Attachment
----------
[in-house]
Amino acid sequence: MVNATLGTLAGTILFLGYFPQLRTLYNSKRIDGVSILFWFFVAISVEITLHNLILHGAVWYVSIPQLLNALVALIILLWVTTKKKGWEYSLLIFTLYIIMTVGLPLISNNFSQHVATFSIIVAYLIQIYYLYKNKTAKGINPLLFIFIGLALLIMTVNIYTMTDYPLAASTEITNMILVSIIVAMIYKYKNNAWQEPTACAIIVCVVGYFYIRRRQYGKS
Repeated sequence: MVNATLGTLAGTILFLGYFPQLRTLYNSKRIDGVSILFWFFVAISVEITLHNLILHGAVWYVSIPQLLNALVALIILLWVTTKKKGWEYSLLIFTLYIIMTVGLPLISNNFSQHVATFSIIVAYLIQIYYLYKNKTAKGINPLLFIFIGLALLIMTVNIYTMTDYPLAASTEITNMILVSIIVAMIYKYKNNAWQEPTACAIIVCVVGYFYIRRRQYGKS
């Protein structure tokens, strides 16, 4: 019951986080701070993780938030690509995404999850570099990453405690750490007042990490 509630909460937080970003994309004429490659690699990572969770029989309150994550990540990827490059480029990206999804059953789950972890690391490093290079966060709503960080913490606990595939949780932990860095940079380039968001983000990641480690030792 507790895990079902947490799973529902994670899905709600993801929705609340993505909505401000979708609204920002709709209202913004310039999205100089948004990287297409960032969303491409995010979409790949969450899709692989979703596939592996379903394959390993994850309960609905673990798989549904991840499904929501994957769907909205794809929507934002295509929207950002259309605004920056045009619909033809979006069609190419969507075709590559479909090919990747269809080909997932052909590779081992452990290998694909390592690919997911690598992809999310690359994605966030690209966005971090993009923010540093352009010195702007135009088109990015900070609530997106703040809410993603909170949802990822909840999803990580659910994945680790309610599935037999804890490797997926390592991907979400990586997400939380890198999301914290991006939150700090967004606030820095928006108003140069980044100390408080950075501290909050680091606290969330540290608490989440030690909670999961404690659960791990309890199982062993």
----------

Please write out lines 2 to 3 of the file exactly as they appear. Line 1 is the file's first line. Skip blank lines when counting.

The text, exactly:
Amino acid sequence: MVNATLGTLAGTILFLGYFPQLRTLYNSKRIDGVSILFWFFVAISVEITLHNLILHGAVWYVSIPQLLNALVALIILLWVTTKKKGWEYSLLIFTLYIIMTVGLPLISNNFSQHVATFSIIVAYLIQIYYLYKNKTAKGINPLLFIFIGLALLIMTVNIYTMTDYPLAASTEITNMILVSIIVAMIYKYKNNAWQEPTACAIIVCVVGYFYIRRRQYGKS
Repeated sequence: MVNATLGTLAGTILFLGYFPQLRTLYNSKRIDGVSILFWFFVAISVEITLHNLILHGAVWYVSIPQLLNALVALIILLWVTTKKKGWEYSLLIFTLYIIMTVGLPLISNNFSQHVATFSIIVAYLIQIYYLYKNKTAKGINPLLFIFIGLALLIMTVNIYTMTDYPLAASTEITNMILVSIIVAMIYKYKNNAWQEPTACAIIVCVVGYFYIRRRQYGKS